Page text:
This GRE Verbal review consists of 10 GRE Antonym practice questions. (Antonym questions will account for 7 of the 30 questions on your actual GRE Verbal section, and they'll be mixed with Reading Comprehension sets, Sentence Completion questions, and Analogy questions.)
Here are some tips for tackling GRE Antonyms (The Antonym format is one of four basic formats used for GRE Verbal questions)
- In most Antonym questions, the best answer isn't a perfect antonym. The test-makers can't resist hiding the ball from you; so don't expect to find an exact opposite among the answer choices.
- If you encounter an unfamiliar word, don't give up; ask yourself whether the word resembles a familiar one in any way. Perhaps the two words have the same root. If so, the two words are likely to have related meanings.
- Try working backward — from an answer choice to the capitalized word — to help gain insight if your stuck. Try to think of a single word (not a phrase) that expresses the opposite of the answer choice. Ask yourself whether your antonym for the answer choice is a good synonym for the headword? If not, you can eliminate the answer choice.
If an answer choice stumps you, resort to intuition by asking yourself two questions:
- Can you express the opposite idea using only one word (as opposed to a phrase)? If not, the answer is probably wrong.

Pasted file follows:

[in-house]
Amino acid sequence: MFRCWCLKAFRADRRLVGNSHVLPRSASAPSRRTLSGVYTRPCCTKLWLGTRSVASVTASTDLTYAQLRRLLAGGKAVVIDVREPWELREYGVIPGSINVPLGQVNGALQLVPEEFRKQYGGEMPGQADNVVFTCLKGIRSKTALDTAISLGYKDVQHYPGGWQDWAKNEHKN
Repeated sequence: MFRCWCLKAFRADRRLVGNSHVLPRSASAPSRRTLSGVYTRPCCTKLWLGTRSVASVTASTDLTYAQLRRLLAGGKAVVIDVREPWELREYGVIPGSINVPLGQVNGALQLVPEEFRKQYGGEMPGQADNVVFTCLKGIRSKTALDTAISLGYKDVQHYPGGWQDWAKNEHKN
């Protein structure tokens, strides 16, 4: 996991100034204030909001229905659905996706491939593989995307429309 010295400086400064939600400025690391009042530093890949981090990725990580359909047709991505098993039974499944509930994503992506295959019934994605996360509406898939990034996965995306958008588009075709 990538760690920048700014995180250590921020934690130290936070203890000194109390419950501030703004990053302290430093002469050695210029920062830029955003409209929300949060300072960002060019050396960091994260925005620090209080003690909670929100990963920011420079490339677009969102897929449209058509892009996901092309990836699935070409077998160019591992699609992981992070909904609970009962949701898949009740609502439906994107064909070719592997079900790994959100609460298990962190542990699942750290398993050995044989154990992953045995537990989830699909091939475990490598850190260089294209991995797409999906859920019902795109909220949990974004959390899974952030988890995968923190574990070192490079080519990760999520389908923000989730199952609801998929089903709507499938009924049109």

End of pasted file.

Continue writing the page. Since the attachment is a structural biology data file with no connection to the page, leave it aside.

- Can you imagine hearing the headword used in connection with the answer choice's antonyms? If not, go with your hunch an eliminate that answer choice.
- If you're stuck, try converting a word to another part of speech. Many GRE words are difficult to deal with simply because their part of speech (noun, verb, or adjective) is not commonly used. Turning the word into a more familiar form can help.
- Be sure to look for an antonym, not a synonym! This might seem like obvious advice, yet it's amazingly easy to get everything backwards during the pressure of the actual exam. The slightest lapse in concentration can result in your carelessly choosing a synonym instead of an antonym. Avoid "synonym syndrome" by always verifying your choice before you move on.
- Resolve close judgment calls in favor of the more specific antonym. This is another one of the test-makers' common ploys, and it is sometimes the key to distinguishing a best response from a second-best one. Always be on the lookout for this ploy!
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